A Protestant Face Book friend – addressing her mostly Protestant friends – posted this “status”:
Just wondering, when worshipping in a corporate setting, where is the line between letting go and worshipping freely, and self-indulgence that causes distraction and becomes a stumbling block?
Ah, yes. I was a Pentecostal Christian for a number of years. The music was important. The music was uplifting. As I was being drawn to the Catholic Church, I still held out for the music – with electric guitars, drums, keyboard – of the Pentecostal church I attended. The music at the Catholic church – with acoustic guitars, drums, and piano – sucked. I said I’d go to Mass to receive Jesus, but I’d still go to the Pentecostal church for the music…but only as long as I was enjoying the music, of course.
At some point, I came to wonder if we were worshiping the music instead of the Lord.
“Letting go and worshipping freely” in the sense my Face Book friend is using that phrase, is, I believe, something you do in the privacy of your own room. Public worship – liturgy – is not the place for individualized expressions of praise. It’s not the place for debates within the music ministry about which hymns or songs to sing.
And that is why liturgical worship is so liberating.
Well…let me qualify that: I’m talking about liturgical worship that follows the rubrics, and liturgical music that follows the mind of the Church rather than the mind of the choir director or the liturgy committee or the “worship team”. I’m talking about sacred music.
The liturgy mandated by the Church takes away the petty arguments about style and “substance”. Gregorian chant has pride of place; the proper chants of the Mass are determined from ages ago and have evolved out of the wisdom of the Church. The liturgy becomes what it is meant to be – a public expression of worship – by unifying all of the faithful as they use the same words and worship in a universal way.
The definition of sacred or religious music depends explicitly on the original intended use of the musical pieces or songs; that is to say, sacred music is music which was composed for the Liturgy. In 1967, the document Musicam Sacram (Instruction on Music in the Liturgy) was promulgates specifically to direct the choice of liturgical music within the context of the changes in the Mass brought about by Vatican II; it says:
4. It is to be hoped that pastors of souls, musicians and the faithful will gladly accept these norms and put them into practice, uniting their efforts to attain the true purpose of sacred music, “which is the glory of God and the sanctification of the faithful.”
(a) By sacred music is understood that which, being created for the celebration of divine worship, is endowed with a certain holy sincerity of form.
(b) The following come under the title of sacred music here: Gregorian chant, sacred polyphony in its various forms both ancient and modern, sacred music for the organ and other approved instruments, and sacred popular music, be it liturgical or simply religious.
The distinction between “sacred” music and “religious” music and the criteria for determining to what “degree” a particular composition approaches the adjective “sacred” dates back to Pope St Pius X’s 1903 Motu proprio Inter sollicitudines (a.k.a., Tra lesollecitudini)). It is significant that this distinction has been repeated in every papal document on sacred music since then, even until our own days.
So where’s the freedom then? Well, the freedom is in following the mind of the Church. Non-Catholic Christians can generally agree that following Jesus is liberating – there is absolute freedom in following Truth. Non-Christians will argue that Christianity puts all kinds of constraints on human behavior, so we are not “free”. They don’t understand that we are bound by sin when we follow our own fallen, sinful nature.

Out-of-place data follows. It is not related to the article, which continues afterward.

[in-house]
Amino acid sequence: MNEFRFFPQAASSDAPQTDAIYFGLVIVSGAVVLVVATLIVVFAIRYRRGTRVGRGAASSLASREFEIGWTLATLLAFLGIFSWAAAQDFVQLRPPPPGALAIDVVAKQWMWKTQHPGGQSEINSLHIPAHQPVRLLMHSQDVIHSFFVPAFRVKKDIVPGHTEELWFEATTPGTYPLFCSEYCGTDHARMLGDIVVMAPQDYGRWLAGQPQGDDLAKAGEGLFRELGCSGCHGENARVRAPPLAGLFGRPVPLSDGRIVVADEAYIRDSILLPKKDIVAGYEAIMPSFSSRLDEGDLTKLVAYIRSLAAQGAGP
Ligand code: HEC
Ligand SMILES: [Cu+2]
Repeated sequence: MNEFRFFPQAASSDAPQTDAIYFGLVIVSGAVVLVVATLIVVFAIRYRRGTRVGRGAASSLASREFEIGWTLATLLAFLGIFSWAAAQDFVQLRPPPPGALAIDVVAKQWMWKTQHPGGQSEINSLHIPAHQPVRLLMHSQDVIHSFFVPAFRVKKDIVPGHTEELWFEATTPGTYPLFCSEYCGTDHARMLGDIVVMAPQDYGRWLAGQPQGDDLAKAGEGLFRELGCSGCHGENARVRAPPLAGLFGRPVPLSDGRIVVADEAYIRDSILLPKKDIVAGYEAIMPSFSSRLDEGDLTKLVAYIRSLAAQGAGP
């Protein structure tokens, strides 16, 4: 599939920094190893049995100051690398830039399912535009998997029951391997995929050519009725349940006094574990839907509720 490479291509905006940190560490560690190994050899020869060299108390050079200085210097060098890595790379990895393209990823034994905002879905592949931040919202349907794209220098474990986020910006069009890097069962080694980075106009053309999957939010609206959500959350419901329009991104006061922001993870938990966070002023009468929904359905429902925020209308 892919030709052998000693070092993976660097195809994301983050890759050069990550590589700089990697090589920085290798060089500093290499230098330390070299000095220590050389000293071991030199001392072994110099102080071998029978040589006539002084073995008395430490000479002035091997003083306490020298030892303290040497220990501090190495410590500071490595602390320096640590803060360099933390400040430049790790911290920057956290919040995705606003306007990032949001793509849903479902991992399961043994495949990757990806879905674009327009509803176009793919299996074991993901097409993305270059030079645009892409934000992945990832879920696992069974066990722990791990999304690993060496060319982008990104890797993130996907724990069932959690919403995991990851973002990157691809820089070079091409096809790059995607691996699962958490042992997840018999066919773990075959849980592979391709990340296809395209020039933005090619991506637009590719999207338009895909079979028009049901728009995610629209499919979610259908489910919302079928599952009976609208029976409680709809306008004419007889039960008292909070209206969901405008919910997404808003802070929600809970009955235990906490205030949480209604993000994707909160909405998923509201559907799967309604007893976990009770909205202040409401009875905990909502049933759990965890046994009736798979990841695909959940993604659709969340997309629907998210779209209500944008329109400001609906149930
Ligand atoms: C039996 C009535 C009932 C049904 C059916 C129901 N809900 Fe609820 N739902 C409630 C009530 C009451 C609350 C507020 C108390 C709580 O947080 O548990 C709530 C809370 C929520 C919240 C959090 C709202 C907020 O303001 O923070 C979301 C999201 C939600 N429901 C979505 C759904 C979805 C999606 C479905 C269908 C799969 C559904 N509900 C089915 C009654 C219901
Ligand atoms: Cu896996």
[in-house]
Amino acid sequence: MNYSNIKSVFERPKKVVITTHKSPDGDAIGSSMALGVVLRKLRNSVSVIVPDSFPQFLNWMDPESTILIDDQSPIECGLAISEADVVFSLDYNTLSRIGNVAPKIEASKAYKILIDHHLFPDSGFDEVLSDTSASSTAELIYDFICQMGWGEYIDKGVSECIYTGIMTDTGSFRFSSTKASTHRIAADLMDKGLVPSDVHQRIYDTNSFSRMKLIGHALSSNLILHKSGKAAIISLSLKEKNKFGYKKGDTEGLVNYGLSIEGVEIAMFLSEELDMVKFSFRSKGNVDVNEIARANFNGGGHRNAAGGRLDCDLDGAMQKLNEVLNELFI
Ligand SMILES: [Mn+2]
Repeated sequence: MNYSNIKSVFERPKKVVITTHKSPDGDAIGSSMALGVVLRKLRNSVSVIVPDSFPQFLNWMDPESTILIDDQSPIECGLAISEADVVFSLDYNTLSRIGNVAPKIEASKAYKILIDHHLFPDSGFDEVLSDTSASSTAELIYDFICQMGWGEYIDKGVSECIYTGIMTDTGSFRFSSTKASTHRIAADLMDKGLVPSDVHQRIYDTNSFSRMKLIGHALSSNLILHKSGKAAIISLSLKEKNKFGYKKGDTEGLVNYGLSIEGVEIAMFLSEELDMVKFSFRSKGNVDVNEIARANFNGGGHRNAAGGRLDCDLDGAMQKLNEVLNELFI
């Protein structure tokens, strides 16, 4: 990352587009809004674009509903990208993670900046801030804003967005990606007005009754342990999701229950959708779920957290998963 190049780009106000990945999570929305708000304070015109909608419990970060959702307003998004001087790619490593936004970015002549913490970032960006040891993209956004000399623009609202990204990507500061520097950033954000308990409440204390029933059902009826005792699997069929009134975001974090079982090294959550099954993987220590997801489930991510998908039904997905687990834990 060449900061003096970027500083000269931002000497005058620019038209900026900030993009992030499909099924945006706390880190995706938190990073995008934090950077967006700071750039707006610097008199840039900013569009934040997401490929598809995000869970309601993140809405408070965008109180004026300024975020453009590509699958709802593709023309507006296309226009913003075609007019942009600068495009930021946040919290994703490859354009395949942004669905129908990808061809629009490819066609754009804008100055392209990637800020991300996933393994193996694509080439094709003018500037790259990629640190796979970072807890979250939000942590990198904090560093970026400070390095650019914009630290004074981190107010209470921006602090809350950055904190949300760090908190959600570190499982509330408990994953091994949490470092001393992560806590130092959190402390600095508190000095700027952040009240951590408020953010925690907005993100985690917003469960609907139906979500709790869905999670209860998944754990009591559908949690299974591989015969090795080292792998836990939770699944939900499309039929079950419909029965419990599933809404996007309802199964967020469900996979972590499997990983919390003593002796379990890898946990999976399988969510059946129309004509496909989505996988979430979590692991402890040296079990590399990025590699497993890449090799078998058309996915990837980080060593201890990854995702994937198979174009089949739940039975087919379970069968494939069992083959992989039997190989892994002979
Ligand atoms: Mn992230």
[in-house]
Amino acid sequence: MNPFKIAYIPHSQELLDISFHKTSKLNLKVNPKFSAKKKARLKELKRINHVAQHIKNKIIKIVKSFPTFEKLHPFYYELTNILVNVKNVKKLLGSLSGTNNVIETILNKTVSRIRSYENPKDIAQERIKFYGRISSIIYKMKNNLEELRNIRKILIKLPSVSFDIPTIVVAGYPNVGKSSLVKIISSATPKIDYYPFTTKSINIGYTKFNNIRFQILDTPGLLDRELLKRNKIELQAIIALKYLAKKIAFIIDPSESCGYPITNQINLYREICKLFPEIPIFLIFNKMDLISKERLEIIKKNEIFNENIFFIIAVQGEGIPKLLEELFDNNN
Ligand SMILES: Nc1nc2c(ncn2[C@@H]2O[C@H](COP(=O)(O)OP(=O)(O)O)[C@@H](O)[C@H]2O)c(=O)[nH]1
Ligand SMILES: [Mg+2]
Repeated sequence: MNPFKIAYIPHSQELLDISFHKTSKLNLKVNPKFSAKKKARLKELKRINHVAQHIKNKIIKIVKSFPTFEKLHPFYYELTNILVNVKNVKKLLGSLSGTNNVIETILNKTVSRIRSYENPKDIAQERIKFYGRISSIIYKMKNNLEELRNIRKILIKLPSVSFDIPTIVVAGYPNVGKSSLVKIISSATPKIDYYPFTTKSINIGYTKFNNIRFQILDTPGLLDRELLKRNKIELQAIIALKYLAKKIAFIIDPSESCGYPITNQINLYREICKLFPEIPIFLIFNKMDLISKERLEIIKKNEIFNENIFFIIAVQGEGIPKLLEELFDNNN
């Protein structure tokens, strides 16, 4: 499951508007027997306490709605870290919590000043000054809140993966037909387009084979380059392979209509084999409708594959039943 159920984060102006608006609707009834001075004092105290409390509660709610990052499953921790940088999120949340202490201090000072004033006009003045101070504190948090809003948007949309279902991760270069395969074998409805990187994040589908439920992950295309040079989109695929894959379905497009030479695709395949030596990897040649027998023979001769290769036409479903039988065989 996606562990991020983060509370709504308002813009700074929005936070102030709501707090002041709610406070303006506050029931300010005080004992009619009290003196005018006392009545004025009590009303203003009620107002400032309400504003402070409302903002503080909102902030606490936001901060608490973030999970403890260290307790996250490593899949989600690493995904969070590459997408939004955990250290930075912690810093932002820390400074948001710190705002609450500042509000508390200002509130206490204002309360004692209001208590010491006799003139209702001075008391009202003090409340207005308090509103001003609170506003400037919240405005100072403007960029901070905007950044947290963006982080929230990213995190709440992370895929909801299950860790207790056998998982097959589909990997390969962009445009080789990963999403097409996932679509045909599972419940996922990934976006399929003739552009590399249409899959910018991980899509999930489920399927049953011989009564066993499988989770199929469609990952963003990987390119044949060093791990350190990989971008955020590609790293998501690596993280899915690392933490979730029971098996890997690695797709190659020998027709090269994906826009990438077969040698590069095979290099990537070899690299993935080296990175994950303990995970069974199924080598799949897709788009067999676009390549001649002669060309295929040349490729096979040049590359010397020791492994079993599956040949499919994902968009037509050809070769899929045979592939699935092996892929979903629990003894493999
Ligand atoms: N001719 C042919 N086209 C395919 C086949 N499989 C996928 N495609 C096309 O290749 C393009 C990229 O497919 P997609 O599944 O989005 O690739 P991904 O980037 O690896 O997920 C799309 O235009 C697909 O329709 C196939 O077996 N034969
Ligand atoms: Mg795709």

In the same way, our fallen human nature makes itself known in the “freedom” of style of worship in non-Catholic Christian services. My Face Book friend mentions the fine line between “letting go and worshipping freely” and “self-indulgence that causes distraction”. Been there, done that! When there are no rules, human concupiscence can run wild, and individuals can justify their behavior on the grounds that “the Spirit led me” – even, and maybe especially, in the context of the very worship of God. We end up having music for its entertainment value, and when you do that, you have debates, because not everyone is “entertained” in the same way by particular types of music.
The Mass, though – especially the “old” Mass, the “traditional Latin Mass”, the “extraordinary form” of the Mass – allows for “actual” participation of the faithful. That participation is internal, in the depths of one’s soul, rather than the external manifestation of singing, dancing, waving of hands, falling to the floor, etc. The priest leads us in prayer to God, and we are united behind him. The music – Gregorian chant in particular – carries our minds upward to God, rather than centering our thoughts on ourselves. Truly liturgical, sacred music does not mimic the popular music of the time. It must itself be timeless, objectively beautiful, and “traditional” rather than “contemporary”. Contemporary quickly becomes trite.
I suspect that if Protestant musicians began to use Catholic sacred music – such as Gregorian chant and sacred polyphony, which are all based on the Psalms – their services would become much more Catholic. And sadly, when Catholic musicians insist on “contemporary Christian” music for Mass, the Mass begins to resemble a Protestant service.
Our sacred music is a source of our Catholic identity. It’s worth hanging on to…or, in most parishes, re-introducing.
Go here to see a video by Corpus Christi Watershed which provides an excellent explanation of the difference between sacred liturgical music and “contemporary” music that is inappropriate for Mass.
© 2013. Jay Boyd PhD. All Rights Reserved.